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The Collaborative Work of Public School Students and Professional Architects at CEPA
by Jack Foran
Architecture & Education
A teaching and learning program in the public schools by volunteer professional architects has kids working on design projects from construction paper arrangements of basic geometrical forms to planned remakes of their own neighborhoods—including concept essays, drawings, and three-dimensional tabletop models—to space explorer habitat modules. Finished work products are on display on four floors of galleries at CEPA, in the Market Arcade building.
The volunteer architects are members of the pro bono Buffalo Architecture Foundation. The architects devise projects that fit into regular school curricula in a variety of subject areas, and teach in tandem with the regular teachers.
Second-grade students at School 64 proposed a thoroughgoing remake of structures and facilities in the Elmwood, Amherst, Delaware, and Hertel megablock, adding amenities such as Shamari Bolton’s Museum of Science and Mars, Vito Verni’s ferris wheel, and Gabriella Pattoli’s handsome clock tower, to allow her, as she says, to “learn time on a bigger clock.”
In conjunction with their history classes, eighth-grade students at School 53 on the East Side considered tenement housing and its socioeconomic effects around the turn of the last century. Their work products included essays on living conditions in tenements, illustrated with historical photographs by Jacob Riis et al., and their own drawings of proposed alternatives to the tenement structures.
A “living in space” project by Discovery School third-graders included space station designs and apparent visits to various planets by the students, who wrote letters from space informing family members back on Earth of their planetary visits. The recipients, who may not previously have known about the space travel plans, might have found these communications—initially, at least—a little disturbing. “You will never guess where I am,” is how Anisia Lindsay starts her letter to her mom. “I’m on Jupiter!” And she ends the letter pretty casually: “Jupiter has 63 moons. Bye.”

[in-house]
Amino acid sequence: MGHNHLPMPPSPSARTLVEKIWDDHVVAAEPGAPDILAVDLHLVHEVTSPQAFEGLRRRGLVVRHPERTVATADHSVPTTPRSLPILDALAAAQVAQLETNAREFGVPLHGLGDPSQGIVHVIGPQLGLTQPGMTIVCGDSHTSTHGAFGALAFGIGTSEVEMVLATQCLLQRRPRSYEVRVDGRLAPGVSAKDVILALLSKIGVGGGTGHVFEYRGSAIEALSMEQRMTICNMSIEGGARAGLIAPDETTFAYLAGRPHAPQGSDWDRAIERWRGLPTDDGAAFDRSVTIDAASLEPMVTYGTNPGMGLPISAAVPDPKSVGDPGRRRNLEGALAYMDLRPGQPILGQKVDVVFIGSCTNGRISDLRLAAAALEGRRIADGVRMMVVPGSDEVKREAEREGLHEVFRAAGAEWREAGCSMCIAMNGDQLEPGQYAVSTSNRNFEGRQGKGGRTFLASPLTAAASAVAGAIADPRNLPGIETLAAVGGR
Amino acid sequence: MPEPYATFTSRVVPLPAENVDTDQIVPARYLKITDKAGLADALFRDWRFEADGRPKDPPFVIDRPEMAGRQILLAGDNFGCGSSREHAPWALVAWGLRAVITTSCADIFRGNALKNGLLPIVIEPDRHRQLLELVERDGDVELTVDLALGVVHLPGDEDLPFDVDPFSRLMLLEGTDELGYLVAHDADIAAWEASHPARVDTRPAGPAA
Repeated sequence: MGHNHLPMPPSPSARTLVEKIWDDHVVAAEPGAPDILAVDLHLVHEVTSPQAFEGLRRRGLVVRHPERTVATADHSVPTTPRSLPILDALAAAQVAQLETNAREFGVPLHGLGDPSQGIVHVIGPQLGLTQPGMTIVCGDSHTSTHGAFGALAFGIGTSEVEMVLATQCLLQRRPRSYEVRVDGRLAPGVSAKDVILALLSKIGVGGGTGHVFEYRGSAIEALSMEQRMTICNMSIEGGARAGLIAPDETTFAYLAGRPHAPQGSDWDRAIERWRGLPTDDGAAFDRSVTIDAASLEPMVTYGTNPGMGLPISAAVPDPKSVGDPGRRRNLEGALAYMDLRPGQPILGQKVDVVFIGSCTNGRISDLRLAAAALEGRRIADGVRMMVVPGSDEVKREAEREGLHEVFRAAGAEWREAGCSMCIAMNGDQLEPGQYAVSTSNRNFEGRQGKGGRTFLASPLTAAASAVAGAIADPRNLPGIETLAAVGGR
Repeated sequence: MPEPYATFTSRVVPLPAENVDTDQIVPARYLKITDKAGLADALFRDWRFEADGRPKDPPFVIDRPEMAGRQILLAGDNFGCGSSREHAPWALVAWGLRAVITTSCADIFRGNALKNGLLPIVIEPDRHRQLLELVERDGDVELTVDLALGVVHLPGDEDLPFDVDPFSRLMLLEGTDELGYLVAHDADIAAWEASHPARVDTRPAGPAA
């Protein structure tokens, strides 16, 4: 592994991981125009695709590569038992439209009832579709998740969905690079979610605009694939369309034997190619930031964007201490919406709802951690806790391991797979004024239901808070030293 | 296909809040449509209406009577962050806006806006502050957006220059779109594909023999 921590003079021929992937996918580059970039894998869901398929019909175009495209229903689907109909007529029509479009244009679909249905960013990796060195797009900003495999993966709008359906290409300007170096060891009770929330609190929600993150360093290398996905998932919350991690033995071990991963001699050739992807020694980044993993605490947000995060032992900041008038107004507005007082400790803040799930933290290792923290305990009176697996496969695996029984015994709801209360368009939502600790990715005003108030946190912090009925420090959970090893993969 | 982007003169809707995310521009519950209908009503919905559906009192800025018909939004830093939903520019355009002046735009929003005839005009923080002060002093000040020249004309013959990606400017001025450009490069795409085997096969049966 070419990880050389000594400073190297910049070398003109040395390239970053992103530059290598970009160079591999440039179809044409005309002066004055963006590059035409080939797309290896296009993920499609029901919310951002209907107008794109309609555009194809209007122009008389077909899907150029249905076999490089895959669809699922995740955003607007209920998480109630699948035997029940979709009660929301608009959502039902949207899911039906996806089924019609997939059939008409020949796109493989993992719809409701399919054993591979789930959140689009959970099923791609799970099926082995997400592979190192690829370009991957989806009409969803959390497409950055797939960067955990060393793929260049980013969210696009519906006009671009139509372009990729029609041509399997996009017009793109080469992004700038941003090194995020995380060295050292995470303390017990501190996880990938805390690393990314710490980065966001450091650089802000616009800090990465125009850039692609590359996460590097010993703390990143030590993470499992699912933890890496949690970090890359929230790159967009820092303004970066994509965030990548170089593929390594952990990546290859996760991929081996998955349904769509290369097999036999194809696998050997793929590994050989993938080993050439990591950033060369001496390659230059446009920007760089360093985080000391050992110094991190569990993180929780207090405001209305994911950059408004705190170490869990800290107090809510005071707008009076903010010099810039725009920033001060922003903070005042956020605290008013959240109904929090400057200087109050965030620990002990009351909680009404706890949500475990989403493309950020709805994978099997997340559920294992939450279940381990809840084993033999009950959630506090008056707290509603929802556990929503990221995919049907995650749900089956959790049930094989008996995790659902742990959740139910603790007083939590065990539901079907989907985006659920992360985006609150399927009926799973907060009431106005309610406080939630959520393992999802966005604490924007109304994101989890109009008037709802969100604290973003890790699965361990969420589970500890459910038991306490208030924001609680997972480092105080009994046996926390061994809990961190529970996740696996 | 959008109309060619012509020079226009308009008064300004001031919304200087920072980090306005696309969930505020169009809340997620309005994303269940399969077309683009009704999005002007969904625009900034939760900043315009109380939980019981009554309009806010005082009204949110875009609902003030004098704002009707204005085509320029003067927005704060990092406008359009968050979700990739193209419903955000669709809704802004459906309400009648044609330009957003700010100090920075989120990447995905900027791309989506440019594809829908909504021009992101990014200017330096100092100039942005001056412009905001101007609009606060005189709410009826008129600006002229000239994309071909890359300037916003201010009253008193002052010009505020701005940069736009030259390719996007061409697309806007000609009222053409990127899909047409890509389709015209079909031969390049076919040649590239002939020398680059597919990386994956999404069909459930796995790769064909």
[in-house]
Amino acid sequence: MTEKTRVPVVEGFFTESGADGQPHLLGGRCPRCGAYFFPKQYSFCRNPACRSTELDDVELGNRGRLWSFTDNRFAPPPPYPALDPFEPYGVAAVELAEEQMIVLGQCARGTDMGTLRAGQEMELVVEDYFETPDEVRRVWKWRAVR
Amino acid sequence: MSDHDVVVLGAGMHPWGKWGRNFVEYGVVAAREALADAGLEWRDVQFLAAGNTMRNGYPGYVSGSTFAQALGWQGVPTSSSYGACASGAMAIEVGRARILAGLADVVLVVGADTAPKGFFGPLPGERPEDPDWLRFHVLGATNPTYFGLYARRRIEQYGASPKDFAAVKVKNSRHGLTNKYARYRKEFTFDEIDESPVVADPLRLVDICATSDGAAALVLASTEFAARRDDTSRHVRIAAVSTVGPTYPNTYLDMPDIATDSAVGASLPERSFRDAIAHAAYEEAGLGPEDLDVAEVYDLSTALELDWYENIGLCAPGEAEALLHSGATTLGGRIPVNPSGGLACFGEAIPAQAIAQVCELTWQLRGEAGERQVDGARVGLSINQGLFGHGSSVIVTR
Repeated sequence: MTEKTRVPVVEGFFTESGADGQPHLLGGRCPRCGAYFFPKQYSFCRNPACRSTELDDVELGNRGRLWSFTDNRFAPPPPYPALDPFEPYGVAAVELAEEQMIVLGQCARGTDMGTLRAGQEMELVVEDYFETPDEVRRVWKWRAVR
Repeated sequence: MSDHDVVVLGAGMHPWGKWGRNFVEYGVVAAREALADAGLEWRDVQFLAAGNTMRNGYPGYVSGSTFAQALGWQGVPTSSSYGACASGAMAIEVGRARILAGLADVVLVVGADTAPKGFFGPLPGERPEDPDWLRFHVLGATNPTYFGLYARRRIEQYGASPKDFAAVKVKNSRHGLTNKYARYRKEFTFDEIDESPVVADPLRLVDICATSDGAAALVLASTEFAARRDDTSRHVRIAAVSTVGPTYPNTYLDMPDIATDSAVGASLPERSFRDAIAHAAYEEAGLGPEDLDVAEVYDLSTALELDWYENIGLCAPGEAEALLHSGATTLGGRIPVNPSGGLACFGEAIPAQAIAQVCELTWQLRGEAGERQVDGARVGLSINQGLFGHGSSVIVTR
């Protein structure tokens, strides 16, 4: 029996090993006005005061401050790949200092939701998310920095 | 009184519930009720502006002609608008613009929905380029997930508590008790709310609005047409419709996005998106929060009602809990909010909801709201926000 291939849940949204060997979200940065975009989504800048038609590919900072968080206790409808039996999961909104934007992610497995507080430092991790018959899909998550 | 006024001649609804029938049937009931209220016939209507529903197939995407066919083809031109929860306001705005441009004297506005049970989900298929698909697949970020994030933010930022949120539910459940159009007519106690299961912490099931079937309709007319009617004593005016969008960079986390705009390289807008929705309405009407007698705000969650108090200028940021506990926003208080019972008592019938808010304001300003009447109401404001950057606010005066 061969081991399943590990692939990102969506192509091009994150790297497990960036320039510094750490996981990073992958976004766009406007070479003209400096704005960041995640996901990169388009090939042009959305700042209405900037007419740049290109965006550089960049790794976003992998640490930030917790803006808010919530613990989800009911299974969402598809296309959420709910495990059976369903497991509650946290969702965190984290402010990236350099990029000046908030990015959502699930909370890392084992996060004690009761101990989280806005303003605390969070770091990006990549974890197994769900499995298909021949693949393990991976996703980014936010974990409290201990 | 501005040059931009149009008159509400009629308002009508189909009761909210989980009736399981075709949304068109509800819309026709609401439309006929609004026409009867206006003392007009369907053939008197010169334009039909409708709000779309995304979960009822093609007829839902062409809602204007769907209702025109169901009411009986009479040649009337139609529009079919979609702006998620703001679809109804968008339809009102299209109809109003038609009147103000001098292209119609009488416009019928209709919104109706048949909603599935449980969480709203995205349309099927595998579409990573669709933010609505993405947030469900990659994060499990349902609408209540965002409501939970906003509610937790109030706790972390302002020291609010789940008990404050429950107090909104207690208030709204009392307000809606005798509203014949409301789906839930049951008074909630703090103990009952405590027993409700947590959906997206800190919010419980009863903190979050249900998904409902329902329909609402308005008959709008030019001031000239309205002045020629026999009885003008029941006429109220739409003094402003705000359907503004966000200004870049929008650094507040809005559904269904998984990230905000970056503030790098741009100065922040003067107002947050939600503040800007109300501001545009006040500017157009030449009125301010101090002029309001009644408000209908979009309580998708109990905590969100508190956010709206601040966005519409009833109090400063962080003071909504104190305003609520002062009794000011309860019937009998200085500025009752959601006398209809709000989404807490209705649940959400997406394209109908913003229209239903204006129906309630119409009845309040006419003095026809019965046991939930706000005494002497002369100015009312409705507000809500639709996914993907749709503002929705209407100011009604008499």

Emily Smith writes to her grandma: “I just wanted to say I am on Saturn, jumping on Saturn’s rocks,” but then corrects herself to say she meant “Saturn’s rings.” Ethan Kane writes to his mom to tell her he and his friends are “having a great time” on Venus. “It is really hot where I live,” he says, but notes that “we have our own private bathrooms.” Megan Schumacher writes to her mom: “I’m having a great time on Saturn…Did you know Saturn is just gases? It does not have a solid surface, but has a solid core. Saturn is amazing!”
Fourth-graders at the Discovery School did a project about Buffalo’s grain elevators—what, if anything, to do with them? They wrote essays on why the elevators should be preserved and how they could be reused. Or some were of the opinion, just tear them down. And built cutaway models of a dozen or so elevators repurposed as a gargantuan silo school complex, with plentiful spaces for classrooms, libraries, science labs, workrooms, and variety of sports facilities. Even a hockey rink.
Fifth-graders at school 53 focused on Buffalo’s great city planning attribute, the Olmsted parks and parkways system, and related great city planning mistake, the Humboldt expressway, replacing Olmsted’s Humboldt Parkway. Asked to consider redevelopment alternatives to the expressway—anything, of course, would be an improvement—the kids’ solutions tended toward the whimsical. Somebody came up with the idea of a chocolate factory. Somebody else said replace the expressway with a river, with candy grass along the banks. And in conjunction—no doubt thinking of the Martin Luther King Park wading pool that perennially doesn’t work—a Hershey chocolate pool, with a sign: “No Swimming.”
And third-graders at School 64 did a project about “empathic architecture,” that is, custom-made for a specific client, considering a spectrum of social and economic and environmental factors. Taking Frank Lloyd Wright as their architect model, specifically with regard to the house and complex he built here for Darwin Martin. Their project was a school building in Haiti, for a little Haitian boy named Simon.
This somewhat brief-duration exhibit only runs one more day, through January 24.blog comments powered by Disqus
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